Amazon’s decision to feature some of these brands in its stores — one cheap-looking dress I saw had a tag that just said “Fashion” as its brand — might certainly spur the kind of impulse purchases Gary described. But in other cases, I recognized pieces that I had seen online that photographed well and looked good on influencers but which, in real life, had uneven seams, or were see-through because they lacked lining, or were made of itchy poly blends.

“Even though some of these items don’t appear to be very quality, maybe they’re selling” well online, says Smith of Mintel. “It just really looks like they’re using their stores to experiment.”

But it’s also that, lately, people don’t seem to care as much if their clothes are well-made, especially if they’re cheap and photograph well. Smith says Mintel has found that customers are largely satisfied with clothing they’ve bought on Amazon.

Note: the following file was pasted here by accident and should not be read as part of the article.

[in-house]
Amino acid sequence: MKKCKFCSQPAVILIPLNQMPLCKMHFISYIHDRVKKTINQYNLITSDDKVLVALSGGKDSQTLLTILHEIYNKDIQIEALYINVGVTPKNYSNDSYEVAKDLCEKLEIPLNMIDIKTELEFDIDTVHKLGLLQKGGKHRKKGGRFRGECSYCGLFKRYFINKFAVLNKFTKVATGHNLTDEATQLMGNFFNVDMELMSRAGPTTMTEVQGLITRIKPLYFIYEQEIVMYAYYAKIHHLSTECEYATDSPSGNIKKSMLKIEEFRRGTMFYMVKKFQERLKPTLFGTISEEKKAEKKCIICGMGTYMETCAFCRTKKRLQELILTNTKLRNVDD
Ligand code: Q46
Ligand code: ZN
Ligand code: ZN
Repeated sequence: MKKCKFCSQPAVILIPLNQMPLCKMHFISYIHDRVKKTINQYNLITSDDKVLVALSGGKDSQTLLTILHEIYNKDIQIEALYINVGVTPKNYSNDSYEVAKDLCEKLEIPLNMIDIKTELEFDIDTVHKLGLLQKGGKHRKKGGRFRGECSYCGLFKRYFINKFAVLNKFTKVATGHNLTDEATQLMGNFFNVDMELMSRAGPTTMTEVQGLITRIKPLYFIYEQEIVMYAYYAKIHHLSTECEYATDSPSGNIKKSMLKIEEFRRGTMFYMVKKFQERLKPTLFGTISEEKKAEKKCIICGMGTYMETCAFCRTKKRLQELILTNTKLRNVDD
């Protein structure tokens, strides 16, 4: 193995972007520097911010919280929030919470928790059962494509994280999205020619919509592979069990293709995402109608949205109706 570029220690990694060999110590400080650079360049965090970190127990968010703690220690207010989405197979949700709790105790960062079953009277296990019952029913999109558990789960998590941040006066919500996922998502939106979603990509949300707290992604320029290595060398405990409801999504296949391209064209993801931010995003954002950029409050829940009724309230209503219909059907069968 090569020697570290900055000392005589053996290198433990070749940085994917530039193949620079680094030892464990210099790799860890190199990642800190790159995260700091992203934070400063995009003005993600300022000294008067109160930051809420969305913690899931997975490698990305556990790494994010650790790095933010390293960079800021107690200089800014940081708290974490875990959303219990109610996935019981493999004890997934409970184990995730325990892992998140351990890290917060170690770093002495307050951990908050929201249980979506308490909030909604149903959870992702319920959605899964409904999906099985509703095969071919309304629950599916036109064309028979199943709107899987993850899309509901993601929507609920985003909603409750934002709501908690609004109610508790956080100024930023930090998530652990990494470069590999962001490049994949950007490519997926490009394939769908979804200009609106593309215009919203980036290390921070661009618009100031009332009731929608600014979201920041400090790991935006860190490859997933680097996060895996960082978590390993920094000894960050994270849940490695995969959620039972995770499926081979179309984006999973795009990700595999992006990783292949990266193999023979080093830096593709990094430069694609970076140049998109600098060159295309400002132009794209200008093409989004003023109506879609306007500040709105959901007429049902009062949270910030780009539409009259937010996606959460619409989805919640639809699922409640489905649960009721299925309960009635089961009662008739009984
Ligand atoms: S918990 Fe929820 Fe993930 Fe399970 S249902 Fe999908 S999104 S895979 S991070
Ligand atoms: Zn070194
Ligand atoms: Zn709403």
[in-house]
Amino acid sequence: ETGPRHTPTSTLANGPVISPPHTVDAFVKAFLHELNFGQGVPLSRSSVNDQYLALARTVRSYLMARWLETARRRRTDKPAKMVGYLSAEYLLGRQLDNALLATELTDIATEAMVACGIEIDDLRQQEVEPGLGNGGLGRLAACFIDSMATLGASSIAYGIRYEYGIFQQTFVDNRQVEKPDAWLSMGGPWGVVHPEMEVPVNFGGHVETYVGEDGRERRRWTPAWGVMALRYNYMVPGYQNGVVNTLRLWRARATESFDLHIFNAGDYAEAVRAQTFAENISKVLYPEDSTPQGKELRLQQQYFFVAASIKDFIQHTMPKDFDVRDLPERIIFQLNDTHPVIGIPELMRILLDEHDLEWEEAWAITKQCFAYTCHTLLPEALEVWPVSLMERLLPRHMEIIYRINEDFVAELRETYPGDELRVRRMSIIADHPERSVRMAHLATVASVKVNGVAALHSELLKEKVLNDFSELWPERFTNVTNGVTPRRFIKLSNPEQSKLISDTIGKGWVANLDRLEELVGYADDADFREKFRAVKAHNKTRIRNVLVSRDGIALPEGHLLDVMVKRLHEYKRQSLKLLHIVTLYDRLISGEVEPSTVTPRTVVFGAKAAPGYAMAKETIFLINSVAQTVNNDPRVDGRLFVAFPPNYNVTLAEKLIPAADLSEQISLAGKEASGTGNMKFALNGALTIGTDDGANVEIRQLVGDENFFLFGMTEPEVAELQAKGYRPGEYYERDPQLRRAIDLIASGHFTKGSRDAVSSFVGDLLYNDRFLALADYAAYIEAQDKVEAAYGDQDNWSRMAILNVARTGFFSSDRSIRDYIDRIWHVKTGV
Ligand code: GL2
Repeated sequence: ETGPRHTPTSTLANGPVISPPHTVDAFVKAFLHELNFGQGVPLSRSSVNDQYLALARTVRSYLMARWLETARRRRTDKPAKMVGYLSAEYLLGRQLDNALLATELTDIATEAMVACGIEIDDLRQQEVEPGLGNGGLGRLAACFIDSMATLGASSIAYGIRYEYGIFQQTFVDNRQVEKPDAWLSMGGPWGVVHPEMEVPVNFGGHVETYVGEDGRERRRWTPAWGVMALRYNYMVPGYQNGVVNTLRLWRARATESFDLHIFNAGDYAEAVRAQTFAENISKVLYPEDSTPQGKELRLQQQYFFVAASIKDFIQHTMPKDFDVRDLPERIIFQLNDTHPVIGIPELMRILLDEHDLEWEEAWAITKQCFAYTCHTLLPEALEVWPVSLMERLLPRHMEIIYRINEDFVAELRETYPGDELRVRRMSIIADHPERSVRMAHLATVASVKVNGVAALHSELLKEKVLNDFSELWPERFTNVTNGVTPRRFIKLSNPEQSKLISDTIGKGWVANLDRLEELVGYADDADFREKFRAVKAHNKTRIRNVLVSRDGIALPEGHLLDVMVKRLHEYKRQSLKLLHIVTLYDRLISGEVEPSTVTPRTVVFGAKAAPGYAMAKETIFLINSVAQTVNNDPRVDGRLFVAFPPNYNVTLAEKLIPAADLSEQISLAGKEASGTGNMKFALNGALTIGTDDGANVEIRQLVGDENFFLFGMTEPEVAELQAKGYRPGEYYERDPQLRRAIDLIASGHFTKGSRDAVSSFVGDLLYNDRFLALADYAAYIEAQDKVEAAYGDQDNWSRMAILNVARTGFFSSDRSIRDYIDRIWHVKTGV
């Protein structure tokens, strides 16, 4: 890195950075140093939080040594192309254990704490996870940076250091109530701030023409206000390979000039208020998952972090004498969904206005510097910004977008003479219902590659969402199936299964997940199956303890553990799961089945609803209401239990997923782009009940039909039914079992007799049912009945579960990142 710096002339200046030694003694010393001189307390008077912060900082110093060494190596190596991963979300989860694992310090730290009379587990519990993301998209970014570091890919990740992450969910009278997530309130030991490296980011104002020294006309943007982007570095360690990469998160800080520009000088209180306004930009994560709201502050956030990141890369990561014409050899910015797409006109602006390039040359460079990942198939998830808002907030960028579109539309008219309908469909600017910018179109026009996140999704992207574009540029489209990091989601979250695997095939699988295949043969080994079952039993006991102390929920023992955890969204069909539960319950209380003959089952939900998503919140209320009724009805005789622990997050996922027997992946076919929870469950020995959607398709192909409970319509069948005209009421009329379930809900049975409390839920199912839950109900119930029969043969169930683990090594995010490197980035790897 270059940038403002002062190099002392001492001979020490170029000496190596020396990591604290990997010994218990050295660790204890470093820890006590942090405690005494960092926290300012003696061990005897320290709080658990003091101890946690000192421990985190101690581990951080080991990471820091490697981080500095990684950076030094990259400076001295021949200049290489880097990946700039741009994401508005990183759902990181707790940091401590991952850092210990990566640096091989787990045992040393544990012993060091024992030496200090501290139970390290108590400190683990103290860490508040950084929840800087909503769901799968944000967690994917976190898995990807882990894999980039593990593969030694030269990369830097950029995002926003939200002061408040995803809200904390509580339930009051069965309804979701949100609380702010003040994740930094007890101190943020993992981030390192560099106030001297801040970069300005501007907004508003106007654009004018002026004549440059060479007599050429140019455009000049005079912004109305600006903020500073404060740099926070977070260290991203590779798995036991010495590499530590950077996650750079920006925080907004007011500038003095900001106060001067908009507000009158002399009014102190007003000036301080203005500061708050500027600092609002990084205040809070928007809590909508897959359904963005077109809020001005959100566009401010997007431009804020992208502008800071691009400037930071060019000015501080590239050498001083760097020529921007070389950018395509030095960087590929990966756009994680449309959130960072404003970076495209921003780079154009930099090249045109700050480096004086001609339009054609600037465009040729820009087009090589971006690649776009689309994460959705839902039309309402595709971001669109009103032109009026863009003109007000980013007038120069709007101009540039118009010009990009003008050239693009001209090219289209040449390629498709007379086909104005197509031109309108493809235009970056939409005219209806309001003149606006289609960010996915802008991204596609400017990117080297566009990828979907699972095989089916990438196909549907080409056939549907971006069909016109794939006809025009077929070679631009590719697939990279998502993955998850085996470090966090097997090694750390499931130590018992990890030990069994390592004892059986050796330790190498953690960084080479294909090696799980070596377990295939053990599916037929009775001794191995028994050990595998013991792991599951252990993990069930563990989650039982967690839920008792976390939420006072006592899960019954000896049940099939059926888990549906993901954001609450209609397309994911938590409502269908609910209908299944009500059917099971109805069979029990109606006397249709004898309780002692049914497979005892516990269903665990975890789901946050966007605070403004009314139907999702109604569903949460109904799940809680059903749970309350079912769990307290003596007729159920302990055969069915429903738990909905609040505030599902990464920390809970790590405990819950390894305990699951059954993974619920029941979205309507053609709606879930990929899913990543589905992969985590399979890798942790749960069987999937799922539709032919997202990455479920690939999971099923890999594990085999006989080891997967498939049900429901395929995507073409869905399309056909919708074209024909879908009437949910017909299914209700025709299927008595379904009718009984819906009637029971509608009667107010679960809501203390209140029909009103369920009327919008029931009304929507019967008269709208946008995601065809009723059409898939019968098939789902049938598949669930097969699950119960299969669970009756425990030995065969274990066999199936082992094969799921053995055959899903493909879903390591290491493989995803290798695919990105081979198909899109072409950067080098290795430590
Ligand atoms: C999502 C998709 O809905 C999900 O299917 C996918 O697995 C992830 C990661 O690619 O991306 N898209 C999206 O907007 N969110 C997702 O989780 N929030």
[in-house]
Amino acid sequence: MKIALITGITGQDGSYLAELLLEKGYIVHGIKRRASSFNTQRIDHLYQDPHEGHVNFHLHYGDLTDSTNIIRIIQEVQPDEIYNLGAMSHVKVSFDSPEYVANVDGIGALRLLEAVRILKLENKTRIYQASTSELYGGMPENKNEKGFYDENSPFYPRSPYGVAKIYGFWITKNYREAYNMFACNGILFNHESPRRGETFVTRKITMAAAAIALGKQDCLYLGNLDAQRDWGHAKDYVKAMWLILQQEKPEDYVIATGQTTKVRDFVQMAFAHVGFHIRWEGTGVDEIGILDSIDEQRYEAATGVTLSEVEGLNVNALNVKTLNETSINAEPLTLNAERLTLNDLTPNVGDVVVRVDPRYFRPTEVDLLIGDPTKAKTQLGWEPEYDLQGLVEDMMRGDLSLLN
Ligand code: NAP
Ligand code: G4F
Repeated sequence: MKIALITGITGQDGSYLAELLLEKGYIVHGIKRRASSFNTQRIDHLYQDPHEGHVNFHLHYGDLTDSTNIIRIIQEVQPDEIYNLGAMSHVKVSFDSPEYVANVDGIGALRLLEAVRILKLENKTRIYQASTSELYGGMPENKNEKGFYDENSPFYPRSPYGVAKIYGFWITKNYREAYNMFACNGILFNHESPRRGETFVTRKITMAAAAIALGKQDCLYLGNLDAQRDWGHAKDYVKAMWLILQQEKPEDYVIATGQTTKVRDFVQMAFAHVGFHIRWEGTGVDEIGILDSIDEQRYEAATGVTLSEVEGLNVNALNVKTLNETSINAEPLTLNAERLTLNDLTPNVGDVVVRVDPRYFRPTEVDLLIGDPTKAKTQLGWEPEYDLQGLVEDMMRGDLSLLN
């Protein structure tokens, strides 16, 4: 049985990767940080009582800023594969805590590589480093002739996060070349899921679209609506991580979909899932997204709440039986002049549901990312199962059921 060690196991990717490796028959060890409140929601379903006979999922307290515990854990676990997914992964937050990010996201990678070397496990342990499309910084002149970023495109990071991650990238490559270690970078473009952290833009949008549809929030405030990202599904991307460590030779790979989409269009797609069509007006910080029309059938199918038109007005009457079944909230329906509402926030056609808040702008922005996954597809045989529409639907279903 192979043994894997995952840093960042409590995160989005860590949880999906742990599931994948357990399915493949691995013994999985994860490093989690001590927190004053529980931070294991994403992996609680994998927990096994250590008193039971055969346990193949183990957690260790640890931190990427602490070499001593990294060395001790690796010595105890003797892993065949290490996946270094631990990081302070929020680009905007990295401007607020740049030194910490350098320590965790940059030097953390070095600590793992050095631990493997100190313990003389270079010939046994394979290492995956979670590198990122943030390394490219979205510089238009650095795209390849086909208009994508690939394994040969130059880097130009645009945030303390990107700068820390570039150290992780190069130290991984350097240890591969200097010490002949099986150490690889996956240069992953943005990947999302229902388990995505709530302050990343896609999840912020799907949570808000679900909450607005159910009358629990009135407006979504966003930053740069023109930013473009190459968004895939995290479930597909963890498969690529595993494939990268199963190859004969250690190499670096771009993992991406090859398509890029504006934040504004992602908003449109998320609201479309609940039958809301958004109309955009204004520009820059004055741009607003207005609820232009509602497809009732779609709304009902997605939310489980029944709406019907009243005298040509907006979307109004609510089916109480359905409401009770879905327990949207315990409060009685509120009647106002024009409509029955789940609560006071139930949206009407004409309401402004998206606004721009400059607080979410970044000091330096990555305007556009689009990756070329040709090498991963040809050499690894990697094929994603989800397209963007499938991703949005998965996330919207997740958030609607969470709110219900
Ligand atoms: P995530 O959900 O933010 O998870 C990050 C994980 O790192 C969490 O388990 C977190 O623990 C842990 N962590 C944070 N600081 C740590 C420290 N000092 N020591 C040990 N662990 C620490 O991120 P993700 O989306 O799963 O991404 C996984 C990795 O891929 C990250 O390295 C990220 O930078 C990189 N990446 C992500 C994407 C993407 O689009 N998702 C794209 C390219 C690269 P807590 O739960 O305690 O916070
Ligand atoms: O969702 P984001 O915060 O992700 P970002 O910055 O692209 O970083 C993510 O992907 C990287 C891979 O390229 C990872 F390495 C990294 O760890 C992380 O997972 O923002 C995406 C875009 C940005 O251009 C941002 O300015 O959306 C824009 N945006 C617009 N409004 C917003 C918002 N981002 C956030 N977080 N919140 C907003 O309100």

I bought two dresses. Not the ones the algorithm picked for me. But a navy slip dress, and a pink summer puff-sleeve with a tie-front and a midriff cutout, both from the Drop, the Amazon house brand I had been seeing on Instagram a lot. Oh, and some faux-pearl barrettes. The rest went back through the dressing room’s double-sided door.

Amazon declined to discuss its plans for opening other Amazon Style locations. If it is anything like its Amazon Go grocery stores, we can expect to see more of them. And that’s kind of how Gary thinks about the whole concept of Amazon fashion.

“It’s this quick fix. You think it’s going to somehow make you more … like the person who promoted the piece. And rarely does it deliver,” says Gary — acknowledging that, yes, she is the person who promotes the pieces.

“What really happens with this promotion of cheap Amazon fashion,” she continues, is “like going to the grocery store when you’re hungry. You end up buying way more than you need.”